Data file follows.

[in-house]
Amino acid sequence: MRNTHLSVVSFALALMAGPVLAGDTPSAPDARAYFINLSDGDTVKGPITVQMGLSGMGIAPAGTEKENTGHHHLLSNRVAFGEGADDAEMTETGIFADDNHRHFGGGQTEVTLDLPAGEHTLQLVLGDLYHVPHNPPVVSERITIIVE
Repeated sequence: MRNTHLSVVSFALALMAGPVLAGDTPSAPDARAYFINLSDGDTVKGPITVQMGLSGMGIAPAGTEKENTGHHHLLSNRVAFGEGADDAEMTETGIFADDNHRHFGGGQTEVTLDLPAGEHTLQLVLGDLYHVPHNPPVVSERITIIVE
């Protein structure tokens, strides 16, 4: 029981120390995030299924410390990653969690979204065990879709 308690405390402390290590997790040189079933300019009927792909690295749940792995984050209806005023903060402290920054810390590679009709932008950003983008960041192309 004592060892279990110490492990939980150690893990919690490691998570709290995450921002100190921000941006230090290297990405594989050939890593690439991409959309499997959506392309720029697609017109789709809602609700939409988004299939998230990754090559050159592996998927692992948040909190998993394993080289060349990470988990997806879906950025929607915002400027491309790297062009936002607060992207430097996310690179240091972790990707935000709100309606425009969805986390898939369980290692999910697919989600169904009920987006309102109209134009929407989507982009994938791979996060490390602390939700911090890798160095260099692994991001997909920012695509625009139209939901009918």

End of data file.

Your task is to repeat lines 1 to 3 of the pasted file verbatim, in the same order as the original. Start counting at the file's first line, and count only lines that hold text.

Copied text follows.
[in-house]
Amino acid sequence: MRNTHLSVVSFALALMAGPVLAGDTPSAPDARAYFINLSDGDTVKGPITVQMGLSGMGIAPAGTEKENTGHHHLLSNRVAFGEGADDAEMTETGIFADDNHRHFGGGQTEVTLDLPAGEHTLQLVLGDLYHVPHNPPVVSERITIIVE
Repeated sequence: MRNTHLSVVSFALALMAGPVLAGDTPSAPDARAYFINLSDGDTVKGPITVQMGLSGMGIAPAGTEKENTGHHHLLSNRVAFGEGADDAEMTETGIFADDNHRHFGGGQTEVTLDLPAGEHTLQLVLGDLYHVPHNPPVVSERITIIVE